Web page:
• Richard Bernau, Director |
2 min read

An increasing theme among financial services firms is just how much disclosure, reporting and transparency regulation will change asset values and access to capital.  While the EU is ahead right now, with a focus on climate related disclosure, the Biden administration and COP26 will provide further impetus across large parts of the globe. Issues such as green washing are now well known, and investors and consumers are looking for data to show them the truth and guide decision-making.

Climate related stress testing will certainly impact the cost of capital as central banks review the initial pilot tests and look to read across to the wider sector. The shape of bank lending portfolios is already being slowly changed by the newly recognised risks.

This much we know, but how will upcoming regulations affect this landscape? Picking the EU Sustainable Finance Disclosure Regulations that take effect in March is a good place to start. The net is cast wide with the scope including banks, insurers, asset managers and pension funds. The aim is to facilitate transparency and consumer choice. Product descriptions, for example, will have to show how environment or social outcomes are actually achieved. More detail will become the order of the day. We can also throw in the EU Taxonomy and expected revisions to the Non-Financial Reporting Directive as further drivers of detail and transparency aligned to policy objectives and climate targets within the EU’s orbit.

We can expect to see improved disclosure – initially from corporations and then by investment firms, which are reporting about their funds and holdings. Moody’s 2021 ESG Outlook publication predicts that 2021 will see an increase in momentum for companies that can better position themselves for ESG issues. Sector alignment to taxonomies is important, but also within sectors – there will be winners and losers. As the market focuses more on climate change, for example, investors, lenders and insurers will seek to minimise exposure to carbon intensive activities such as coal mining. While that is an obvious example, we will start to see less obvious examples of companies facing an increased cost of capital and divestment of their securities, particularly as transition timing expectations differ between the corporations and the investors, funders and insurers.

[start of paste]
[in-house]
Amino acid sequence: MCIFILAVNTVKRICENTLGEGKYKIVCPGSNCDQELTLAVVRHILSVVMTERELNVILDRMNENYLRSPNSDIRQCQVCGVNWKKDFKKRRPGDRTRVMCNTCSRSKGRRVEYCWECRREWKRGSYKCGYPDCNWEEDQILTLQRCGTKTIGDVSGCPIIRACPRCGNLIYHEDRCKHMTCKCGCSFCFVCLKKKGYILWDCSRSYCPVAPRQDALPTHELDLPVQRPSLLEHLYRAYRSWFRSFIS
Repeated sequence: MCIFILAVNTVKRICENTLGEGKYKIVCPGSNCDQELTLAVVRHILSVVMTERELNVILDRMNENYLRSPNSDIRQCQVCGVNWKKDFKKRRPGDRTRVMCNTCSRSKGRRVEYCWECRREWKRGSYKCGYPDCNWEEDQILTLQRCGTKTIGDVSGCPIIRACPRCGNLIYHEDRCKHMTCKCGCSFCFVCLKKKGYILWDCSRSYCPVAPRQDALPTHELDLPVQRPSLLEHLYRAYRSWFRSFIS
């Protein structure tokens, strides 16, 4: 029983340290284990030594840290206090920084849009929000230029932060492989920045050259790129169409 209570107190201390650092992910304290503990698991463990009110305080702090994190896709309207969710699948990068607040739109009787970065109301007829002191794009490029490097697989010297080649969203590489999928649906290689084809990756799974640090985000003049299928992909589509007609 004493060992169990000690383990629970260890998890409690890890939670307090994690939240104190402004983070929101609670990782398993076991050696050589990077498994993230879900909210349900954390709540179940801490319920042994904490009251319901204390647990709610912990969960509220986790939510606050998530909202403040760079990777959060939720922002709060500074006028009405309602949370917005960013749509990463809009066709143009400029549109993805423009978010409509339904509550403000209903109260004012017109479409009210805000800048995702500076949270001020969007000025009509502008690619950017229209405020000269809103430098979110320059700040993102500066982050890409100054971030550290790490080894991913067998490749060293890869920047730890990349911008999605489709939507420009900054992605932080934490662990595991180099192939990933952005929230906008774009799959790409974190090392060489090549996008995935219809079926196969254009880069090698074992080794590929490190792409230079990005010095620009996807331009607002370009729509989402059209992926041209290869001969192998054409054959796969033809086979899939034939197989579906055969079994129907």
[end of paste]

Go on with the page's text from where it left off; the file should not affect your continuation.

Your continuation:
This may start slowly, with marginal divestments and cost increases, but the pressure is certainly building. Moody’s highlights the point that the next generation of consumers will influence corporate behaviour and will have the technology not just to better monitor, but also to rapidly share what they find across social networks. And they will be prepared to pay a little more in order to ‘do the right thing’. From a financial services point of view, the risk is that slow movers are left behind and end up holding, insuring or funding what others no longer want.

If you’d like to discuss any of the points raised in more detail, please don’t hesitate to contact me.